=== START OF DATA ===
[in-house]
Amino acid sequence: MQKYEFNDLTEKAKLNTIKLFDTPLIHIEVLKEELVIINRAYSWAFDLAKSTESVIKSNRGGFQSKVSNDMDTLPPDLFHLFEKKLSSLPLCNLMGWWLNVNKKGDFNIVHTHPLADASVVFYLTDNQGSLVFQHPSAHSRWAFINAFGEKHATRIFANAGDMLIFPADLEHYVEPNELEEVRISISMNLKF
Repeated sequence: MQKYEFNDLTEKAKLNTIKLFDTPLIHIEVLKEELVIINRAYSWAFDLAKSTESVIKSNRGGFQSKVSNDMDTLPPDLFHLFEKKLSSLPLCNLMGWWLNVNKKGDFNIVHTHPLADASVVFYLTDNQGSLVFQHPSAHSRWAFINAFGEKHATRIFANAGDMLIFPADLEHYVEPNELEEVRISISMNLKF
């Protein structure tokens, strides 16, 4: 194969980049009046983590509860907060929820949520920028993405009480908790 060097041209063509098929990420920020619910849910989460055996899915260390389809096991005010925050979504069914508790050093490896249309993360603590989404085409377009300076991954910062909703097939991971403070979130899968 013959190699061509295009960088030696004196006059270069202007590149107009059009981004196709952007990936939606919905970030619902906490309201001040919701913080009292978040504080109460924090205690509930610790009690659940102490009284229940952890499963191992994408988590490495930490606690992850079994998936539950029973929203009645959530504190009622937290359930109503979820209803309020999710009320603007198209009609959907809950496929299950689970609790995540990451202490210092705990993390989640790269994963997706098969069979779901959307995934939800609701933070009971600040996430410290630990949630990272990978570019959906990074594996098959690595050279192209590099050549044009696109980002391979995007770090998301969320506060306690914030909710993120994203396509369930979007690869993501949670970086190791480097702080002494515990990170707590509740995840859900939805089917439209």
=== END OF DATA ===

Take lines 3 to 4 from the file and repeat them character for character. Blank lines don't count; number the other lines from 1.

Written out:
Repeated sequence: MQKYEFNDLTEKAKLNTIKLFDTPLIHIEVLKEELVIINRAYSWAFDLAKSTESVIKSNRGGFQSKVSNDMDTLPPDLFHLFEKKLSSLPLCNLMGWWLNVNKKGDFNIVHTHPLADASVVFYLTDNQGSLVFQHPSAHSRWAFINAFGEKHATRIFANAGDMLIFPADLEHYVEPNELEEVRISISMNLKF
């Protein structure tokens, strides 16, 4: 194969980049009046983590509860907060929820949520920028993405009480908790 060097041209063509098929990420920020619910849910989460055996899915260390389809096991005010925050979504069914508790050093490896249309993360603590989404085409377009300076991954910062909703097939991971403070979130899968 013959190699061509295009960088030696004196006059270069202007590149107009059009981004196709952007990936939606919905970030619902906490309201001040919701913080009292978040504080109460924090205690509930610790009690659940102490009284229940952890499963191992994408988590490495930490606690992850079994998936539950029973929203009645959530504190009622937290359930109503979820209803309020999710009320603007198209009609959907809950496929299950689970609790995540990451202490210092705990993390989640790269994963997706098969069979779901959307995934939800609701933070009971600040996430410290630990949630990272990978570019959906990074594996098959690595050279192209590099050549044009696109980002391979995007770090998301969320506060306690914030909710993120994203396509369930979007690869993501949670970086190791480097702080002494515990990170707590509740995840859900939805089917439209």